Learning when to take criticism or leave it can be a process, especially if you are sensitive.  I am a sensitive person. It's hard not to take things to heart whenever I hear of people dissatisfied with my work.

How do we learn to deal with criticism?

I had always wanted to be a creative person for a living. Going to art school was tough because we'd have to put our work on the wall, drawings, paintings, prints, etc. And the teacher would walk around critiquing everyone's work, and the class would join in. So whatever failures that happened were always public. Sometimes they were great, and sometimes it was brutal. One teacher would rip the drawings off the wall when he felt the student didn't put their “all” into it. It was scary, but it was less scary than receiving a failing grade, and even less scarier still than not  progressing as a creative.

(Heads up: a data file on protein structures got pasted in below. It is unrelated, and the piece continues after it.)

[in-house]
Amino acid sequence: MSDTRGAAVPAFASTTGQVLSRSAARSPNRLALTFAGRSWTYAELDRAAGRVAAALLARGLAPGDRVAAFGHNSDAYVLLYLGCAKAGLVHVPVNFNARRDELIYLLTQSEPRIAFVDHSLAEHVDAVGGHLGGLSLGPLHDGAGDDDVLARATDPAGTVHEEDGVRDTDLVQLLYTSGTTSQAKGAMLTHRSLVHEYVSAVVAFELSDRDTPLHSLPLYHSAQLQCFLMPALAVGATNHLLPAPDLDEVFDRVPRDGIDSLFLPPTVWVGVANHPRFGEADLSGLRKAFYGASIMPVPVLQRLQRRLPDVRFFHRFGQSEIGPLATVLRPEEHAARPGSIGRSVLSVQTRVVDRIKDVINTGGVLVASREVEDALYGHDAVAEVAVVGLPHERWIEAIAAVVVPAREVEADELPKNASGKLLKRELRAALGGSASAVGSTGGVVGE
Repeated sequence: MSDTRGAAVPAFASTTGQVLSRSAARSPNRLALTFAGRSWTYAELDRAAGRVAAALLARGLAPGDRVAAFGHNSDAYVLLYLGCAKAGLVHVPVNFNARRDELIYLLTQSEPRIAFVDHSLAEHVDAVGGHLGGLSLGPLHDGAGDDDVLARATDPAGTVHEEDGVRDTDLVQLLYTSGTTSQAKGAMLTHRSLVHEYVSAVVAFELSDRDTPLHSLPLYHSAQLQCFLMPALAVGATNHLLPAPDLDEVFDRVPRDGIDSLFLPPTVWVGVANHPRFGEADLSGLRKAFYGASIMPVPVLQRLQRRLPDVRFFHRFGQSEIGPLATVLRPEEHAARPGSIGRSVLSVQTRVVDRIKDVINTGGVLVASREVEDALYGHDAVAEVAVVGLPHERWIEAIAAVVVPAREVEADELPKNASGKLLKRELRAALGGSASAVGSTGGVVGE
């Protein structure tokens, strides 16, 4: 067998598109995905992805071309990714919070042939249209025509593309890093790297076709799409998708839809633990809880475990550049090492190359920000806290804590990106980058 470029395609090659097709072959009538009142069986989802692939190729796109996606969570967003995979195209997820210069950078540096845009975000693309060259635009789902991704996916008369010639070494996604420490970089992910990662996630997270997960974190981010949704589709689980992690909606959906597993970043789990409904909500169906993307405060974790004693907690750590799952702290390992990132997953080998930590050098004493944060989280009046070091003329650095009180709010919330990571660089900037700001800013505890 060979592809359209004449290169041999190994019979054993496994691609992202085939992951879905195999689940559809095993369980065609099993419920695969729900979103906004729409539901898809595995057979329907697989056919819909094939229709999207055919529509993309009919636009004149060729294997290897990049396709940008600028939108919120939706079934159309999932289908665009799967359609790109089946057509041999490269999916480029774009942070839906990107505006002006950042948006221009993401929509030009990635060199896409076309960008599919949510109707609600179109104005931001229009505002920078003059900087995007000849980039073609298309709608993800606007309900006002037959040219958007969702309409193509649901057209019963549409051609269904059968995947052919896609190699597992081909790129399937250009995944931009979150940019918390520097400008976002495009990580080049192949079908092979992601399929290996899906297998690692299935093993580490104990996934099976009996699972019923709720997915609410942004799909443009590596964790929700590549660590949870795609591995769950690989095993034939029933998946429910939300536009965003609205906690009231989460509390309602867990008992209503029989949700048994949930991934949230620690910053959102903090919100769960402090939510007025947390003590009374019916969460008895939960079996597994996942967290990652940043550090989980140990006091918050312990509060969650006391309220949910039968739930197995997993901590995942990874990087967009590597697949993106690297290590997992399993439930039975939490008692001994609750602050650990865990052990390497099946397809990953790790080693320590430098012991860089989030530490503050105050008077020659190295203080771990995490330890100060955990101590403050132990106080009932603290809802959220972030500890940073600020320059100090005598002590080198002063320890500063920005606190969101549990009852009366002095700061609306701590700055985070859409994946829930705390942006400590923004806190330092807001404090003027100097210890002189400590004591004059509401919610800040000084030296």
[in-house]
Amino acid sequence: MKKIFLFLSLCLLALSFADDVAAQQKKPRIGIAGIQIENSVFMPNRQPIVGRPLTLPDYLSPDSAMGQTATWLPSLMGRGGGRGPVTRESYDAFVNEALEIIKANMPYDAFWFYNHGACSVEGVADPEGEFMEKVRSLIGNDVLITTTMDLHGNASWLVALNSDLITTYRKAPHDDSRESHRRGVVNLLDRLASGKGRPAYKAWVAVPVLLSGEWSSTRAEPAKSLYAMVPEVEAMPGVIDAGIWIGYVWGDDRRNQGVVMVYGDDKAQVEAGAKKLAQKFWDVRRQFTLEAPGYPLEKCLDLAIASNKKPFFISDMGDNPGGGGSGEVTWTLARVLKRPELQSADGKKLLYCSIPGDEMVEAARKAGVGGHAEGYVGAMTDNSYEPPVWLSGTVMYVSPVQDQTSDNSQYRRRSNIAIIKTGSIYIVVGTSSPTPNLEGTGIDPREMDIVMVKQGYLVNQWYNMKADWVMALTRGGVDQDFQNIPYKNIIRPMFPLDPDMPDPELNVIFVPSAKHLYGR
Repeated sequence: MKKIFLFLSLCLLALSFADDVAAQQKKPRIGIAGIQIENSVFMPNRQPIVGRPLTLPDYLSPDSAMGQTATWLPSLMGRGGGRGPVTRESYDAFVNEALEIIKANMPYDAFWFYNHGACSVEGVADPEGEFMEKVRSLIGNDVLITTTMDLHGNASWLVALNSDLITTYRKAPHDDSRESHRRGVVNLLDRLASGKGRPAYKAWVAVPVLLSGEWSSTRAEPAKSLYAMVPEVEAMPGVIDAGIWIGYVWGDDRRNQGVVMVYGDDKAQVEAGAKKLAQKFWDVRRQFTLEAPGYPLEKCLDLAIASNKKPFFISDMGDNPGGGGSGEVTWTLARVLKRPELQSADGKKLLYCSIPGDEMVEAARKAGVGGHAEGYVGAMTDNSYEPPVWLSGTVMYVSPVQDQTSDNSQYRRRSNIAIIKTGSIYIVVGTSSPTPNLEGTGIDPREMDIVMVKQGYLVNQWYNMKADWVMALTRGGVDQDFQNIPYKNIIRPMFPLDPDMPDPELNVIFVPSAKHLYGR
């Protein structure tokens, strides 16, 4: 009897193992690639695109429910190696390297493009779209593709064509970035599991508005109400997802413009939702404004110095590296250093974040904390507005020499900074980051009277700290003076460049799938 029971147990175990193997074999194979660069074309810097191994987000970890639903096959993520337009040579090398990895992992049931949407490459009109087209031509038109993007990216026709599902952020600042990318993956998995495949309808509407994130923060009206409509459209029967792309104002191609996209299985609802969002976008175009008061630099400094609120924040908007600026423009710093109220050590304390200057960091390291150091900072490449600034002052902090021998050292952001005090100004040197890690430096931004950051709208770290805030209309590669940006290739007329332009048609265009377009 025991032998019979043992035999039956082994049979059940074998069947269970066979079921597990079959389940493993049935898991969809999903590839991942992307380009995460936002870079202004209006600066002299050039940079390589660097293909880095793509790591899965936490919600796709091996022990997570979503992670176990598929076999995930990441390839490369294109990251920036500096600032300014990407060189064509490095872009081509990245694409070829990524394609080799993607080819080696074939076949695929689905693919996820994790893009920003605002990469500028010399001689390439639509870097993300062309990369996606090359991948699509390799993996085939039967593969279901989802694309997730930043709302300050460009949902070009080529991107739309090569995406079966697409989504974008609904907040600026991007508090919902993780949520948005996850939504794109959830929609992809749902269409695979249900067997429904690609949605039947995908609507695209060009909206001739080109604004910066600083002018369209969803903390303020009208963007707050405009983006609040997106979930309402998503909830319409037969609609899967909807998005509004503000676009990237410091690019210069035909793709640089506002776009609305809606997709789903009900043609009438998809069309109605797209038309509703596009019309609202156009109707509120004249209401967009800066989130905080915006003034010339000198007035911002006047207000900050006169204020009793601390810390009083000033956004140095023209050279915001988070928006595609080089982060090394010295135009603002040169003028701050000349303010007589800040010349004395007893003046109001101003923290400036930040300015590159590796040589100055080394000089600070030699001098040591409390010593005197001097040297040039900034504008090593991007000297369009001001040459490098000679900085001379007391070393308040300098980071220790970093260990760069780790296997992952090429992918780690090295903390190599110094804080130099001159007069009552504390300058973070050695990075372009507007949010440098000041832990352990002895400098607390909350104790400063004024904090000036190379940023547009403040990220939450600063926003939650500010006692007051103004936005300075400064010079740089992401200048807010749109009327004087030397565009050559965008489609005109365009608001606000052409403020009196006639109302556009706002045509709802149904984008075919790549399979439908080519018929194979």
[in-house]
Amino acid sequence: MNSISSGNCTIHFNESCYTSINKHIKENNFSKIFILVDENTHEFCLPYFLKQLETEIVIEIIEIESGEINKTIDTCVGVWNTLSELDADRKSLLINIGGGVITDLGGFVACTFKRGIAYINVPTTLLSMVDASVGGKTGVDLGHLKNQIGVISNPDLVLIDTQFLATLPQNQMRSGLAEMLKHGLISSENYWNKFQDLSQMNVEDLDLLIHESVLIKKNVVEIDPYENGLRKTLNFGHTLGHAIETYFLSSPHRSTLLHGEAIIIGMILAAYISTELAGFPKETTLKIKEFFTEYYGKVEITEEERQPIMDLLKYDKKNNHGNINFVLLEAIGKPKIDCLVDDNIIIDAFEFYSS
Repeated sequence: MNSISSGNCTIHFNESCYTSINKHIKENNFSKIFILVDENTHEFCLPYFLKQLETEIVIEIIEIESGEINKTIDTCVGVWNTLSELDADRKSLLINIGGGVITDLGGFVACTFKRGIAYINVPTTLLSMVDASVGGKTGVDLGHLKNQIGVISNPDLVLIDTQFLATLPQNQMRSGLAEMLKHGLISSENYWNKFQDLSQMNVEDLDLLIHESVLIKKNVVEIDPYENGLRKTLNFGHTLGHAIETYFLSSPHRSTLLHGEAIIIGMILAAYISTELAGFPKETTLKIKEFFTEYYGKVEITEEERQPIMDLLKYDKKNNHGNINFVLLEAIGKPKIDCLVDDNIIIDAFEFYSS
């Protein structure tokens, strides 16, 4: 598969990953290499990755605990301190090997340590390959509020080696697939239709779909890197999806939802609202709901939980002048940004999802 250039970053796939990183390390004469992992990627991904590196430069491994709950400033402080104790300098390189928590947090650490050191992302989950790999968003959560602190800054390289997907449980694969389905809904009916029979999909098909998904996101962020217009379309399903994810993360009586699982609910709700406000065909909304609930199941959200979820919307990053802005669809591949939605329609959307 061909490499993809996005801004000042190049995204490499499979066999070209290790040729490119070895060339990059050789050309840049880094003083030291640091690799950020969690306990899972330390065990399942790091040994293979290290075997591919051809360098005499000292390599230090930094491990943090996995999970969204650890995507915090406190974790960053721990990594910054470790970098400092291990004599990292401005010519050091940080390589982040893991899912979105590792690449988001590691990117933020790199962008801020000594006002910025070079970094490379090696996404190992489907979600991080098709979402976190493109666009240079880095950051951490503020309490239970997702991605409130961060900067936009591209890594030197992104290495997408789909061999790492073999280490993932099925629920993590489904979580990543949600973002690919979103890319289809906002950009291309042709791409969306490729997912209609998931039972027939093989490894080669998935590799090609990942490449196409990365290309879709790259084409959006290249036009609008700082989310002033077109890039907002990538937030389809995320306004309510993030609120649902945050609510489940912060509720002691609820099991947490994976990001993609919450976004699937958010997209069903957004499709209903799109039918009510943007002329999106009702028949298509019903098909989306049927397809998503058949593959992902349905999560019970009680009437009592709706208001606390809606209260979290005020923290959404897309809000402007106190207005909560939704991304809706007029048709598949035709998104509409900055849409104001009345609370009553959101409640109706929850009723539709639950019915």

Walking through that fear allowed me to have the creative career I always wanted. It sucked, but nothing bad happened compared to how terrible it would be not living my dreams. As long as people have different opinions, creatives never escape criticism, there will always be someone who doesn't like your work, or doesn't agree with it. Always. Even after years of dealing with a of  people saying “I don't like this” criticism  still stings. I still get mad. But I've gotten better at deciding when to take criticism and when to leave it. Because more often than not, criticism is more about the person dishing it, than it is about the work.

The trick is, not letting critics get in the way of trying our best, and putting everything into what we do (remember the teacher who would tear down the work for not trying hard enough).  They'll be there no matter what, so trying to protect yourself from criticism isn't going to help, we just have to get better at knowing what to take into consideration. Godin acknowledges this by discussing how we should put enough into our work where we are still vulnerable.